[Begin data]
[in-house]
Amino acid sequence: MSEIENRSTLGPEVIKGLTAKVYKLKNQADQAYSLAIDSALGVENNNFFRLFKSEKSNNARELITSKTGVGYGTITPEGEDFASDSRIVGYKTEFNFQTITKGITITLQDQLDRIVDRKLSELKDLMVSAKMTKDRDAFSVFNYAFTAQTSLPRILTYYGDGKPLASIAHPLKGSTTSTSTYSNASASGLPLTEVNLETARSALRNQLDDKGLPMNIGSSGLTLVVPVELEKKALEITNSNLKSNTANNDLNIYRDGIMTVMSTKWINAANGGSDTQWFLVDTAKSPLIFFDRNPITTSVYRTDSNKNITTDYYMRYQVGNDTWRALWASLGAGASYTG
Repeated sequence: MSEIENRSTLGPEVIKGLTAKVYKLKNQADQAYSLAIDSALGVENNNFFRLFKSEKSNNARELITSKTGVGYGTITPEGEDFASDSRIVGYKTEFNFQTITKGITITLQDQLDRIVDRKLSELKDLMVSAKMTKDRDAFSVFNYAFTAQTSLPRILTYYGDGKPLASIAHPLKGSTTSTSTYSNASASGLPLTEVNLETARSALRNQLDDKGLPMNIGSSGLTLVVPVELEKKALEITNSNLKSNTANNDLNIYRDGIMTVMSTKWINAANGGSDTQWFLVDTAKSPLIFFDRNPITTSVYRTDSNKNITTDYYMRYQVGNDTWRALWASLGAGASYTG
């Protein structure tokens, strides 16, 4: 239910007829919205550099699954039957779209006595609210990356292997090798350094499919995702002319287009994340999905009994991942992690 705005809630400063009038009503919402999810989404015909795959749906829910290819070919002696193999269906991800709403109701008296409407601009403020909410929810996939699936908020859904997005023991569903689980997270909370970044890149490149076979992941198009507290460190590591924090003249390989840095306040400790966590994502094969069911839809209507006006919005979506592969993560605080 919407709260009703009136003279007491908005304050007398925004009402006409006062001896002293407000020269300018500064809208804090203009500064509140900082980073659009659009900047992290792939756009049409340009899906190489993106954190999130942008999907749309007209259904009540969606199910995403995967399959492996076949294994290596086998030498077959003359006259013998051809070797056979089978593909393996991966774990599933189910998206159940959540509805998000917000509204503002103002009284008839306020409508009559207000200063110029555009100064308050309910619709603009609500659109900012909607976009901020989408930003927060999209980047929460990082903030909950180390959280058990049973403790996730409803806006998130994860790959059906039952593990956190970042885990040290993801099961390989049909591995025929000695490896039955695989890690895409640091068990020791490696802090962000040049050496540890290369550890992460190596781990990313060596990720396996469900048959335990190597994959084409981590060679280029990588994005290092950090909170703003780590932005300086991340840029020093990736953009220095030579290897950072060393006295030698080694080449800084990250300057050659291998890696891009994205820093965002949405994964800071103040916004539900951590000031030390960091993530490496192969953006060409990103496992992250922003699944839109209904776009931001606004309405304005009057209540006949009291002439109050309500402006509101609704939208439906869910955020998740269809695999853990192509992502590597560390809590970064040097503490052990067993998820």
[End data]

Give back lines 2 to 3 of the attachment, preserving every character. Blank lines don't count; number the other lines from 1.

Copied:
Amino acid sequence: MSEIENRSTLGPEVIKGLTAKVYKLKNQADQAYSLAIDSALGVENNNFFRLFKSEKSNNARELITSKTGVGYGTITPEGEDFASDSRIVGYKTEFNFQTITKGITITLQDQLDRIVDRKLSELKDLMVSAKMTKDRDAFSVFNYAFTAQTSLPRILTYYGDGKPLASIAHPLKGSTTSTSTYSNASASGLPLTEVNLETARSALRNQLDDKGLPMNIGSSGLTLVVPVELEKKALEITNSNLKSNTANNDLNIYRDGIMTVMSTKWINAANGGSDTQWFLVDTAKSPLIFFDRNPITTSVYRTDSNKNITTDYYMRYQVGNDTWRALWASLGAGASYTG
Repeated sequence: MSEIENRSTLGPEVIKGLTAKVYKLKNQADQAYSLAIDSALGVENNNFFRLFKSEKSNNARELITSKTGVGYGTITPEGEDFASDSRIVGYKTEFNFQTITKGITITLQDQLDRIVDRKLSELKDLMVSAKMTKDRDAFSVFNYAFTAQTSLPRILTYYGDGKPLASIAHPLKGSTTSTSTYSNASASGLPLTEVNLETARSALRNQLDDKGLPMNIGSSGLTLVVPVELEKKALEITNSNLKSNTANNDLNIYRDGIMTVMSTKWINAANGGSDTQWFLVDTAKSPLIFFDRNPITTSVYRTDSNKNITTDYYMRYQVGNDTWRALWASLGAGASYTG